Developing Final Concept: Building a 2D foam core model of how a mechanical
kitchen scales work, finding out which points should pivot and which are fixed.
Developing Final Concept: Building a full
scale 3D scale mechanism out of
foam core before embarking on our final
Developing Final Concept: Our completed Foam core model, with acrylic plates to
represent where the product and weights will sit.
Developing Final Concept: AutoCAD
drawings for the final scale
mechanism that had to be laser cut
Developing Final Concept: Sid and Eilidh working on assembling the scale after we
had laser cut the pieces out of acrylic.
Developing Final Concept: Assembled scale
mechanism ready for the electronics!(the structure was
build in a flatpack style so it could easily be
Data Collection: During our concept development we calculated the number of tree’s
required to offset the CO2 emissions created during the transport of specific products.
Building final prototype: After the scale mechanism was build we had to design a
custom bracket to mount the motor in place which would drive the scale.
Building final prototype: We custom cut
gears on the laser cutter to attach to the
motor and the pivot point of the scale. When
they engaged they would move the scale.
Building final prototype: We wired up two limit
switches under each side of the scale to prevent
the scale from going to far and breaking. They act
as a safety switch!
Building final prototype: Soldering a new power supply to the motors driver board to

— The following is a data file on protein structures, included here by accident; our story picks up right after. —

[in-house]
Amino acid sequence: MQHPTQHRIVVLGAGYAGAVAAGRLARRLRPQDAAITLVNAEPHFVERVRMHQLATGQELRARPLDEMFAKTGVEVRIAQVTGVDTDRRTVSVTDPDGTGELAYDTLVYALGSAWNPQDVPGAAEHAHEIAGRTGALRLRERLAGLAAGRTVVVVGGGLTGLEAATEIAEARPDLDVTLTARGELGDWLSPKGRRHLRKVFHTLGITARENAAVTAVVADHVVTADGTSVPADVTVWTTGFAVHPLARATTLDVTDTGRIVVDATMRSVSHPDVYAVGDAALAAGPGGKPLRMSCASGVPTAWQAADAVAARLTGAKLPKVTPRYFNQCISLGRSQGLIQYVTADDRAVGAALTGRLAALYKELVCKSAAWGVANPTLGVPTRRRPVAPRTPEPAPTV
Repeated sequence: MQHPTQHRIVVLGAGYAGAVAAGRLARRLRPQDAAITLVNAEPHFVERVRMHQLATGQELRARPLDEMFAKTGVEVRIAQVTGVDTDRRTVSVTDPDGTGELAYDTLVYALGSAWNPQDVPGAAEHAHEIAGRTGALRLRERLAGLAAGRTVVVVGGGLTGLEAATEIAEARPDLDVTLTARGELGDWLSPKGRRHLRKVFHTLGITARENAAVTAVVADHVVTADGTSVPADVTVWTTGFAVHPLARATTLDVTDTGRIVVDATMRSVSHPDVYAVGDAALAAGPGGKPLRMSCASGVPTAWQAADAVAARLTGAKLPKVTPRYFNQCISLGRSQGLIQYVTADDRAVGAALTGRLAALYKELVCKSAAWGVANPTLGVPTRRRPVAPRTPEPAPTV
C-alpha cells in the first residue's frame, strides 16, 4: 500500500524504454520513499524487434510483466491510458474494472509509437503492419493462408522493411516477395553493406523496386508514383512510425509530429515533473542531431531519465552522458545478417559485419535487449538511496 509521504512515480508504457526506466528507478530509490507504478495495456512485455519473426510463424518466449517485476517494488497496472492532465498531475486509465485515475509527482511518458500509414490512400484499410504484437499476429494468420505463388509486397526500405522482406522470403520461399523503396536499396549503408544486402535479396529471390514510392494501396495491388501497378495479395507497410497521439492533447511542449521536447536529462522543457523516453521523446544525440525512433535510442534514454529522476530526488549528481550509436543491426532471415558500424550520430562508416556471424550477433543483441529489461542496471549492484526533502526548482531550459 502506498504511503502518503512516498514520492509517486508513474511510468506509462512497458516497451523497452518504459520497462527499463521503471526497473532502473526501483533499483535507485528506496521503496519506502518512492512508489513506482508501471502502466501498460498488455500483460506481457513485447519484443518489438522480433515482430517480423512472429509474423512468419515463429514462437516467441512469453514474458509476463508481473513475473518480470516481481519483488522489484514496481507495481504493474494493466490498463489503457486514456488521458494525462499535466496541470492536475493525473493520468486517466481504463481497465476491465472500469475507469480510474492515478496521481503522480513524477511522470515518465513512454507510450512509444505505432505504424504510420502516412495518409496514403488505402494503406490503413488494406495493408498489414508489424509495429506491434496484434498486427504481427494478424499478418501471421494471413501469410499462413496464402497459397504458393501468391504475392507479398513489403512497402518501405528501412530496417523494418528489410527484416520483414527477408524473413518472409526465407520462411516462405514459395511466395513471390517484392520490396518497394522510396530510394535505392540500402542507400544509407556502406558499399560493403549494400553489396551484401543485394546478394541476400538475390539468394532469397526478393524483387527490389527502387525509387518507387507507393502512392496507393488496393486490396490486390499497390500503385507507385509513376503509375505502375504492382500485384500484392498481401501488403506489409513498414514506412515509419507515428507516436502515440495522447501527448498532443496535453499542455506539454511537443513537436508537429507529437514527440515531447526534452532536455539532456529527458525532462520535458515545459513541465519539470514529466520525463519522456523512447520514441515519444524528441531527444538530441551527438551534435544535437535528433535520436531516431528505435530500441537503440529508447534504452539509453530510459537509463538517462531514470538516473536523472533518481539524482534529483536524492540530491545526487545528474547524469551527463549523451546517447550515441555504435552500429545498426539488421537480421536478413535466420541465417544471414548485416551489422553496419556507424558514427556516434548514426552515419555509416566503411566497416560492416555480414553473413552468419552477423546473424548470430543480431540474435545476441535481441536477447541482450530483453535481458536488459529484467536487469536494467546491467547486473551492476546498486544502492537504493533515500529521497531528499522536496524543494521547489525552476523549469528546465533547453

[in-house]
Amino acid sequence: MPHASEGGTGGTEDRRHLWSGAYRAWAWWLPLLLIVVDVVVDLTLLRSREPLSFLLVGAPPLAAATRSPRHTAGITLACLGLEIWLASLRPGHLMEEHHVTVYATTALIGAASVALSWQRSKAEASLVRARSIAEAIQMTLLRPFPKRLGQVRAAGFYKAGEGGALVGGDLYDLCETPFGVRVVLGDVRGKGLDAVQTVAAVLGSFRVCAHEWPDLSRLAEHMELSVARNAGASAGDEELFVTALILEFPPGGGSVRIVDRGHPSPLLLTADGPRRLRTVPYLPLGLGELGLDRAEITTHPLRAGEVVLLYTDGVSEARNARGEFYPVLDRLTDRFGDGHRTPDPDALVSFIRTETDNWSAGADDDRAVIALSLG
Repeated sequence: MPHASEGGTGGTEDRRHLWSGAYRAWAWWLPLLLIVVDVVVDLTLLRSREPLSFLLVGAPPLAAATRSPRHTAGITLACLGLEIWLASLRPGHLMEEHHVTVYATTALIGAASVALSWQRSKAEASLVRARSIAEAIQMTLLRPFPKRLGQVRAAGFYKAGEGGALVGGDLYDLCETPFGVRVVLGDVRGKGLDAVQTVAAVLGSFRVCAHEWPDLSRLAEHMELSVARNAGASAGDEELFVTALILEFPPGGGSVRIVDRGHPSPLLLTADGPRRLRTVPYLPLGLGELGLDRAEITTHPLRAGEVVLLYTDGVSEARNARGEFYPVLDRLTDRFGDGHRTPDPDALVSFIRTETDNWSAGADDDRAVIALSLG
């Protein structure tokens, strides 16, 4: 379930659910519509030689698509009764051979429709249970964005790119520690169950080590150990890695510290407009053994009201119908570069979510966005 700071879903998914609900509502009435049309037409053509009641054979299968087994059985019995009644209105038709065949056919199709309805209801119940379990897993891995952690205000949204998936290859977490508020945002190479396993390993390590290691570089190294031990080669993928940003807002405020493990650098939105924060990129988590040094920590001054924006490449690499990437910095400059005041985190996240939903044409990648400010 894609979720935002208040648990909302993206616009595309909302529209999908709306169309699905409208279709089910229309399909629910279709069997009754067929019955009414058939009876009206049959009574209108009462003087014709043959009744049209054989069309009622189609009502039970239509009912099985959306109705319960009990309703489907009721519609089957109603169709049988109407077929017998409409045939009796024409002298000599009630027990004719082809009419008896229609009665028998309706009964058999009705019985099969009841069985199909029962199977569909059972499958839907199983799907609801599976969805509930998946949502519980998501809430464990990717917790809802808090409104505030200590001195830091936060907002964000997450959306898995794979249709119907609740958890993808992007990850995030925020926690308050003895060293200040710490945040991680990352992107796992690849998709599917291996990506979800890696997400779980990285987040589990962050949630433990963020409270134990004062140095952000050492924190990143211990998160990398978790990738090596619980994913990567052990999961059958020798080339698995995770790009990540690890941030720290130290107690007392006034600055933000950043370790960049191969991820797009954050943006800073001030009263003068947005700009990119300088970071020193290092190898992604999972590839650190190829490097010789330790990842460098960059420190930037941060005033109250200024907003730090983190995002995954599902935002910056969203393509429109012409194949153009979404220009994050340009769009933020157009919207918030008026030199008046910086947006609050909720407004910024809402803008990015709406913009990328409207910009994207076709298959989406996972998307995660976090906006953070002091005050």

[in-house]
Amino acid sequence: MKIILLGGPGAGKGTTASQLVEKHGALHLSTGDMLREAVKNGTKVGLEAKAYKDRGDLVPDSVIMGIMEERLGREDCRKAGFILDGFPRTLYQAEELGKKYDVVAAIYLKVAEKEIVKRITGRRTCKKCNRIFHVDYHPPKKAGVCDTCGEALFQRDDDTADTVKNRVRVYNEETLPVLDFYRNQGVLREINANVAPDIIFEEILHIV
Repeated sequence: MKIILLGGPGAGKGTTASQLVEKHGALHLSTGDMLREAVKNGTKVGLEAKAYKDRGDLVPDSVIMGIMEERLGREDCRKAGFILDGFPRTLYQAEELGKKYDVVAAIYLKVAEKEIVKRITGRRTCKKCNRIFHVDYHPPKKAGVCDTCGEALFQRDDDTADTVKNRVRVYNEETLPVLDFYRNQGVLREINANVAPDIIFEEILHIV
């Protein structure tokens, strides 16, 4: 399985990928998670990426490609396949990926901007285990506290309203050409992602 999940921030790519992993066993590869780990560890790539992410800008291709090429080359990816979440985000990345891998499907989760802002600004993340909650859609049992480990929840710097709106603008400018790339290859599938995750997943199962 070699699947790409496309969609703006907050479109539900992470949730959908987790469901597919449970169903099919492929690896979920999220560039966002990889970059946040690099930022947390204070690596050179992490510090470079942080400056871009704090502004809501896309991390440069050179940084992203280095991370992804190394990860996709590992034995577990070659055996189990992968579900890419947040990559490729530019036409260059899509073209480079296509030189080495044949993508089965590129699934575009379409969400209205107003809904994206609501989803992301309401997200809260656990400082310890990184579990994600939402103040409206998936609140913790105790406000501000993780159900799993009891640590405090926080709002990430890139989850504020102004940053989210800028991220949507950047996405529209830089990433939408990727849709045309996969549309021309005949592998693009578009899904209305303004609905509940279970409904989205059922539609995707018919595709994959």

try and increase the voltage going to the motor. We hoped it would give it more strength.
Building final prototype: The motor and driver
wired to the arduino board. After testing we
realize our driver is not producing enough
Current to lift the weight we require.
Building final prototype: Experimenting
with the weights for the scale. Each piece
will represent a number of trees required
to offset the CO2 emissions used in the
transportation of a specific food product
Building final prototype: After we got the new
driver board attached to the motor, the weight was
far more powerful. The next problem we had to over
come was to find stronger gears. We slavaged some
from a printer and custom built fixtures on the lathe
to attached them to the stepper motor.
Time to Print: Unfortunately this book has to be printed now, so this is the last photo of
Sid, Adam and Eilidh hard at work two days before the final hand in!
Everyware, The Dawning age of Ubiquitous Computing,.Adam Greenfield
Shaping Things. Bruce Sterling
Alternatives, Exlporing Information through Conceptual Design Proposals. H.Martin & B.Gaver
Environment based websites
social Mobiles by Crispin Jones & Graham Pullen: http://www.ideo.com/work/item/social-mobiles/
Greenwich Emotion Map by Christian Nold http://www.emotionmap.net/
We would like to give special thanks to the following for all
their help and support during our project.